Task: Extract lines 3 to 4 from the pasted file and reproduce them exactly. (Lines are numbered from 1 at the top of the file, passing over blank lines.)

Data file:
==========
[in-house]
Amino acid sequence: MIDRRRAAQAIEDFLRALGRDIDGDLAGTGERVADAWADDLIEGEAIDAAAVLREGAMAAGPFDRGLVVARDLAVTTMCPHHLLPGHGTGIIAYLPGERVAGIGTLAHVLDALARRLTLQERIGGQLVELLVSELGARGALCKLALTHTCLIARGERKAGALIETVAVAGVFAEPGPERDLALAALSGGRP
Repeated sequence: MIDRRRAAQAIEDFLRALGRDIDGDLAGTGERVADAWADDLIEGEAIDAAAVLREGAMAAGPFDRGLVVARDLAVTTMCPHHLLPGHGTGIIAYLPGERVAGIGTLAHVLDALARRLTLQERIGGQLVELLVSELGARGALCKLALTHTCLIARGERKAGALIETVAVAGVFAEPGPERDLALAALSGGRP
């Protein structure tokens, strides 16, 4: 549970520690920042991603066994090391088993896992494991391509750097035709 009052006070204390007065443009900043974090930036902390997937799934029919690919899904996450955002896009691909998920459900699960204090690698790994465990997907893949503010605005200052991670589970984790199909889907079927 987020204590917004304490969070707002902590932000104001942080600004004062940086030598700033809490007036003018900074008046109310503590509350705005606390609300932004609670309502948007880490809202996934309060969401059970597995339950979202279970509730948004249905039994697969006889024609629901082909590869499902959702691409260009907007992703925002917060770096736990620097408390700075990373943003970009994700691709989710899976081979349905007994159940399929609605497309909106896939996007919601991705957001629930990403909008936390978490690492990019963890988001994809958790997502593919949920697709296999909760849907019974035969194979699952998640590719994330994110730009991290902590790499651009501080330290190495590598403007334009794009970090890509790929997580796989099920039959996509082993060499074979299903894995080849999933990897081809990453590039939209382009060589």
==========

Repeated sequence: MIDRRRAAQAIEDFLRALGRDIDGDLAGTGERVADAWADDLIEGEAIDAAAVLREGAMAAGPFDRGLVVARDLAVTTMCPHHLLPGHGTGIIAYLPGERVAGIGTLAHVLDALARRLTLQERIGGQLVELLVSELGARGALCKLALTHTCLIARGERKAGALIETVAVAGVFAEPGPERDLALAALSGGRP
């Protein structure tokens, strides 16, 4: 549970520690920042991603066994090391088993896992494991391509750097035709 009052006070204390007065443009900043974090930036902390997937799934029919690919899904996450955002896009691909998920459900699960204090690698790994465990997907893949503010605005200052991670589970984790199909889907079927 987020204590917004304490969070707002902590932000104001942080600004004062940086030598700033809490007036003018900074008046109310503590509350705005606390609300932004609670309502948007880490809202996934309060969401059970597995339950979202279970509730948004249905039994697969006889024609629901082909590869499902959702691409260009907007992703925002917060770096736990620097408390700075990373943003970009994700691709989710899976081979349905007994159940399929609605497309909106896939996007919601991705957001629930990403909008936390978490690492990019963890988001994809958790997502593919949920697709296999909760849907019974035969194979699952998640590719994330994110730009991290902590790499651009501080330290190495590598403007334009794009970090890509790929997580796989099920039959996509082993060499074979299903894995080849999933990897081809990453590039939209382009060589």